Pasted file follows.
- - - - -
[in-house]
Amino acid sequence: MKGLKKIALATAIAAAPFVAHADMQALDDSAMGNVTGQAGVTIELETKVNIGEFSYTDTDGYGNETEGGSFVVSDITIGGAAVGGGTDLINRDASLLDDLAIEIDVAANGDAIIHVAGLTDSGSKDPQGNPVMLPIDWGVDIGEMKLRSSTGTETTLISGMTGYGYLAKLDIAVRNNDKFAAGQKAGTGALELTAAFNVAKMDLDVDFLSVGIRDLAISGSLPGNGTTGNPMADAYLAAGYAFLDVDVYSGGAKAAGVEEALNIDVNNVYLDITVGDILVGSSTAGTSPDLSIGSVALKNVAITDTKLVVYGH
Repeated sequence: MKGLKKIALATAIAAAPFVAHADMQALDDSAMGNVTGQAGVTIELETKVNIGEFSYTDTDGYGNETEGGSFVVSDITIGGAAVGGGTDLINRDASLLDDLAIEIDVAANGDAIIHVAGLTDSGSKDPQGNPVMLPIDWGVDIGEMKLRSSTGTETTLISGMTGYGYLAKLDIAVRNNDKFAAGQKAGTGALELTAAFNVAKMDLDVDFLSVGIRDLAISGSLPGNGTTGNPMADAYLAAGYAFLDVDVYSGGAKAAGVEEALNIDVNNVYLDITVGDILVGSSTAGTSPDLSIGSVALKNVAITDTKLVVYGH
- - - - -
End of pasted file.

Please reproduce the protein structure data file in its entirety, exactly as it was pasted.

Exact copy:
[in-house]
Amino acid sequence: MKGLKKIALATAIAAAPFVAHADMQALDDSAMGNVTGQAGVTIELETKVNIGEFSYTDTDGYGNETEGGSFVVSDITIGGAAVGGGTDLINRDASLLDDLAIEIDVAANGDAIIHVAGLTDSGSKDPQGNPVMLPIDWGVDIGEMKLRSSTGTETTLISGMTGYGYLAKLDIAVRNNDKFAAGQKAGTGALELTAAFNVAKMDLDVDFLSVGIRDLAISGSLPGNGTTGNPMADAYLAAGYAFLDVDVYSGGAKAAGVEEALNIDVNNVYLDITVGDILVGSSTAGTSPDLSIGSVALKNVAITDTKLVVYGH
Repeated sequence: MKGLKKIALATAIAAAPFVAHADMQALDDSAMGNVTGQAGVTIELETKVNIGEFSYTDTDGYGNETEGGSFVVSDITIGGAAVGGGTDLINRDASLLDDLAIEIDVAANGDAIIHVAGLTDSGSKDPQGNPVMLPIDWGVDIGEMKLRSSTGTETTLISGMTGYGYLAKLDIAVRNNDKFAAGQKAGTGALELTAAFNVAKMDLDVDFLSVGIRDLAISGSLPGNGTTGNPMADAYLAAGYAFLDVDVYSGGAKAAGVEEALNIDVNNVYLDITVGDILVGSSTAGTSPDLSIGSVALKNVAITDTKLVVYGH